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Bayer AG

Country: Germany
72 Projects, page 1 of 15
  • Funder: EC Project Code: 956146
    Overall Budget: 2,790,440 EURFunder Contribution: 2,790,440 EUR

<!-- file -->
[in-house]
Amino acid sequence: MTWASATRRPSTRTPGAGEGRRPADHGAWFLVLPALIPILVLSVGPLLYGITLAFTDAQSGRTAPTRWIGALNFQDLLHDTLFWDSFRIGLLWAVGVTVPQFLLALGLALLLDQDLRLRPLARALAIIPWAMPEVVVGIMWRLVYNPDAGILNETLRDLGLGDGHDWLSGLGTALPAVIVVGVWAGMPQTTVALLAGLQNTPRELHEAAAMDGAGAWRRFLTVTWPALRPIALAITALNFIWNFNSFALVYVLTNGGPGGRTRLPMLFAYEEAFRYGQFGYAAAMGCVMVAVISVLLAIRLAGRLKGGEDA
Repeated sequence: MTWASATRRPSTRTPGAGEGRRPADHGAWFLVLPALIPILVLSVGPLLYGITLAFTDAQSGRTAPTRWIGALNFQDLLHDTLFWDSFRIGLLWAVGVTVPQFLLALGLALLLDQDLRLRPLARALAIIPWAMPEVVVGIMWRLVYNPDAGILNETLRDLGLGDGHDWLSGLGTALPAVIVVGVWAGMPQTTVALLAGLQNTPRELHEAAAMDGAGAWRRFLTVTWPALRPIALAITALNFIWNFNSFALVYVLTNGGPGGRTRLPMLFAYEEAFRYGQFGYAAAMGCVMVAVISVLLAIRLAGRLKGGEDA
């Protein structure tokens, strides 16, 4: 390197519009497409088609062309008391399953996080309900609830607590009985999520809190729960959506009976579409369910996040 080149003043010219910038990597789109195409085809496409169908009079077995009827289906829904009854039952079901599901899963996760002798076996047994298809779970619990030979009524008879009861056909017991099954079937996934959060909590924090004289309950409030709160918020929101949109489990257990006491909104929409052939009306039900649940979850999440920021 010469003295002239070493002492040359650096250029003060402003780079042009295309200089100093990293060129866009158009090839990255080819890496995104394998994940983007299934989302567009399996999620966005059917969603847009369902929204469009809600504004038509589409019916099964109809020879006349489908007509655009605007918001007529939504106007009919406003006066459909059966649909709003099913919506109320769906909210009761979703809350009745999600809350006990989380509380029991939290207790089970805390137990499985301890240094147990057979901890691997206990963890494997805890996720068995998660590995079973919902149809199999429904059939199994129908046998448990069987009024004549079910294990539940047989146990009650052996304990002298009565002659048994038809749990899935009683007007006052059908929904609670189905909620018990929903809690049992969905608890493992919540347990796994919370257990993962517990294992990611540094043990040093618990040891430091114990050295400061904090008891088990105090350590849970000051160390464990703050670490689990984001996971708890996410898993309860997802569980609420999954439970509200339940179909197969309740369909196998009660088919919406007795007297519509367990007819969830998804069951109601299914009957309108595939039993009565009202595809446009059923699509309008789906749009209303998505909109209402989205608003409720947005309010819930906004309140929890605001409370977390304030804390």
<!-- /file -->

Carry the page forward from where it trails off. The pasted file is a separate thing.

The advanced age population (>65y) makes up ~20% of the total population in Europe, is the main carrier of chronic diseases and the major end-user group of medications. Yet, despite an ageing society, these end-users are entirely disregarded in the drug development process, which considers only healthy adults aged 18-55. Effective absorption of oral drugs, which remain the preferred form of administration, relies on a sound knowledge of the physiological alterations associated with ageing and of the characteristics of the gastrointestinal (GI) tract in older subjects. Nonetheless, both the knowledge and the experts in this area are lacking. The AGePOP European Training Network (ETN) will boost Europe’s innovation capacity and leadership in oral drug development. Its multisectoral approach will train 11 Early Stage Researchers (ESRs) to become the future experts in drug development for the advanced age population, shedding a much needed light on the needs of our ageing society. With an open science philosophy and a multidisciplinary strategy, the ESRs will collect the first ever dataset of physiological characteristics of the GI tract of older people and geriatric patients, developing novel in vitro and in silico tools, e.g. a mobile test kit to evaluate gastric emptying kinetics and an absorption risk calculator to predict adverse effects from altered pharmacokinetics. Complementary training in transferable, business and wider horizon skills will equip the ESRs with an all-rounded skillset. AGePOP is a network of 6 Beneficiaries and 7 Partner Organisations from 5 European countries. Its 3 academic partners with research excellence in oral drug products synergise with renowned clinicians and researchers from 8 leading pharma companies and 1 SME specialised in ETN training. Building on long-standing collaborations, the consortium will provide 11 ESRs with a unique Europe-wide learning experience, preparing them to lead their future careers with confidence and success.